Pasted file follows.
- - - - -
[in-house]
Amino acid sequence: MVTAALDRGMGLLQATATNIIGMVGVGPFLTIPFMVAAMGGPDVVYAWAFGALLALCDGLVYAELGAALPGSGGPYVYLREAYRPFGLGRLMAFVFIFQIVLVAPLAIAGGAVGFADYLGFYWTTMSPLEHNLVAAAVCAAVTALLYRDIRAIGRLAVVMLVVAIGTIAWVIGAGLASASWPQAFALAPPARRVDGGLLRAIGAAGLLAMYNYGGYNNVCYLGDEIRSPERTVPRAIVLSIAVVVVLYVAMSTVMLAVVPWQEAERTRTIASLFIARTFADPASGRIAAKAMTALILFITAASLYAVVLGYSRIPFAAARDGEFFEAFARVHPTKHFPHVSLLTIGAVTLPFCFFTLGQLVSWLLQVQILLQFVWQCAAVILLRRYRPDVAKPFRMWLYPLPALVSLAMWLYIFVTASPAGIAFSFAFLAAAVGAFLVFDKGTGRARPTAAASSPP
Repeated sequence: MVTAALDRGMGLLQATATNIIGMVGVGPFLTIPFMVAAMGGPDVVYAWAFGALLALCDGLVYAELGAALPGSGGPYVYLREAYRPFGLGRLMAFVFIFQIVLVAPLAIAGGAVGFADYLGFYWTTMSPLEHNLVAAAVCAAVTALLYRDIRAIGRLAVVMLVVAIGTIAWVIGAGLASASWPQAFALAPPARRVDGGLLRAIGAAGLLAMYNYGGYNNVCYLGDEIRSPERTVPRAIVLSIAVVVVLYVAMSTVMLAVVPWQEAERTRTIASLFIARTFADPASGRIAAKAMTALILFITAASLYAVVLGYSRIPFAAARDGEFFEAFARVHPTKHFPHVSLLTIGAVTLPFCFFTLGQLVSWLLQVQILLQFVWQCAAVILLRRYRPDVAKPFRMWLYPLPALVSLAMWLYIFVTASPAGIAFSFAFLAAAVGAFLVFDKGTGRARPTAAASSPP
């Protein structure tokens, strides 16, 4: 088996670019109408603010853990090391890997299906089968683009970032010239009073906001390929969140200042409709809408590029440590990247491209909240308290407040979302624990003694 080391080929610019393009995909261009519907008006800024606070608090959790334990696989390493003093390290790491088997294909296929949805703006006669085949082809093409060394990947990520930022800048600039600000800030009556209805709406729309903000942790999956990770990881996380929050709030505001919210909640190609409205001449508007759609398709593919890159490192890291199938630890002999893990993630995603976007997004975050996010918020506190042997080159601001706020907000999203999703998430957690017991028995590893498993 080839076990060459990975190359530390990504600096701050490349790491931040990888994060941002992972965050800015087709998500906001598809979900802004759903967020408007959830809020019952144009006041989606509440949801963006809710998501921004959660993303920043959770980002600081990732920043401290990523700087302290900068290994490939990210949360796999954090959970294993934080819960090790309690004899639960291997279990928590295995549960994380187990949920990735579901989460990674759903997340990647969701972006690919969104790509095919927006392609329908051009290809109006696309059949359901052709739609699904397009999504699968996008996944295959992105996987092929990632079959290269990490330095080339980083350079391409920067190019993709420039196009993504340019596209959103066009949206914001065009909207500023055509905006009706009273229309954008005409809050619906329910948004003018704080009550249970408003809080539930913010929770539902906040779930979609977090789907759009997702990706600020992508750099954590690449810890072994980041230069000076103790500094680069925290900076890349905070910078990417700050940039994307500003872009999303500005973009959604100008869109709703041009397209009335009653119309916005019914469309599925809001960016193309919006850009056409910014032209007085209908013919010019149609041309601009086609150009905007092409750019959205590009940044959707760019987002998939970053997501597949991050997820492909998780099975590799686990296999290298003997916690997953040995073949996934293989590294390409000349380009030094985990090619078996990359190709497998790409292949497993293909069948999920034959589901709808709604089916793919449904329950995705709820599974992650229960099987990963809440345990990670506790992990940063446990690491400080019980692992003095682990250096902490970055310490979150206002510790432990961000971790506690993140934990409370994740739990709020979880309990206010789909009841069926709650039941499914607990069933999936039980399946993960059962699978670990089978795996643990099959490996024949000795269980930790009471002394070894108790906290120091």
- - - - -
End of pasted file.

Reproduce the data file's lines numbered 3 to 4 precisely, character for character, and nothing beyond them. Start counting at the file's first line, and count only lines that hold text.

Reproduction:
Repeated sequence: MVTAALDRGMGLLQATATNIIGMVGVGPFLTIPFMVAAMGGPDVVYAWAFGALLALCDGLVYAELGAALPGSGGPYVYLREAYRPFGLGRLMAFVFIFQIVLVAPLAIAGGAVGFADYLGFYWTTMSPLEHNLVAAAVCAAVTALLYRDIRAIGRLAVVMLVVAIGTIAWVIGAGLASASWPQAFALAPPARRVDGGLLRAIGAAGLLAMYNYGGYNNVCYLGDEIRSPERTVPRAIVLSIAVVVVLYVAMSTVMLAVVPWQEAERTRTIASLFIARTFADPASGRIAAKAMTALILFITAASLYAVVLGYSRIPFAAARDGEFFEAFARVHPTKHFPHVSLLTIGAVTLPFCFFTLGQLVSWLLQVQILLQFVWQCAAVILLRRYRPDVAKPFRMWLYPLPALVSLAMWLYIFVTASPAGIAFSFAFLAAAVGAFLVFDKGTGRARPTAAASSPP
């Protein structure tokens, strides 16, 4: 088996670019109408603010853990090391890997299906089968683009970032010239009073906001390929969140200042409709809408590029440590990247491209909240308290407040979302624990003694 080391080929610019393009995909261009519907008006800024606070608090959790334990696989390493003093390290790491088997294909296929949805703006006669085949082809093409060394990947990520930022800048600039600000800030009556209805709406729309903000942790999956990770990881996380929050709030505001919210909640190609409205001449508007759609398709593919890159490192890291199938630890002999893990993630995603976007997004975050996010918020506190042997080159601001706020907000999203999703998430957690017991028995590893498993 080839076990060459990975190359530390990504600096701050490349790491931040990888994060941002992972965050800015087709998500906001598809979900802004759903967020408007959830809020019952144009006041989606509440949801963006809710998501921004959660993303920043959770980002600081990732920043401290990523700087302290900068290994490939990210949360796999954090959970294993934080819960090790309690004899639960291997279990928590295995549960994380187990949920990735579901989460990674759903997340990647969701972006690919969104790509095919927006392609329908051009290809109006696309059949359901052709739609699904397009999504699968996008996944295959992105996987092929990632079959290269990490330095080339980083350079391409920067190019993709420039196009993504340019596209959103066009949206914001065009909207500023055509905006009706009273229309954008005409809050619906329910948004003018704080009550249970408003809080539930913010929770539902906040779930979609977090789907759009997702990706600020992508750099954590690449810890072994980041230069000076103790500094680069925290900076890349905070910078990417700050940039994307500003872009999303500005973009959604100008869109709703041009397209009335009653119309916005019914469309599925809001960016193309919006850009056409910014032209007085209908013919010019149609041309601009086609150009905007092409750019959205590009940044959707760019987002998939970053997501597949991050997820492909998780099975590799686990296999290298003997916690997953040995073949996934293989590294390409000349380009030094985990090619078996990359190709497998790409292949497993293909069948999920034959589901709808709604089916793919449904329950995705709820599974992650229960099987990963809440345990990670506790992990940063446990690491400080019980692992003095682990250096902490970055310490979150206002510790432990961000971790506690993140934990409370994740739990709020979880309990206010789909009841069926709650039941499914607990069933999936039980399946993960059962699978670990089978795996643990099959490996024949000795269980930790009471002394070894108790906290120091």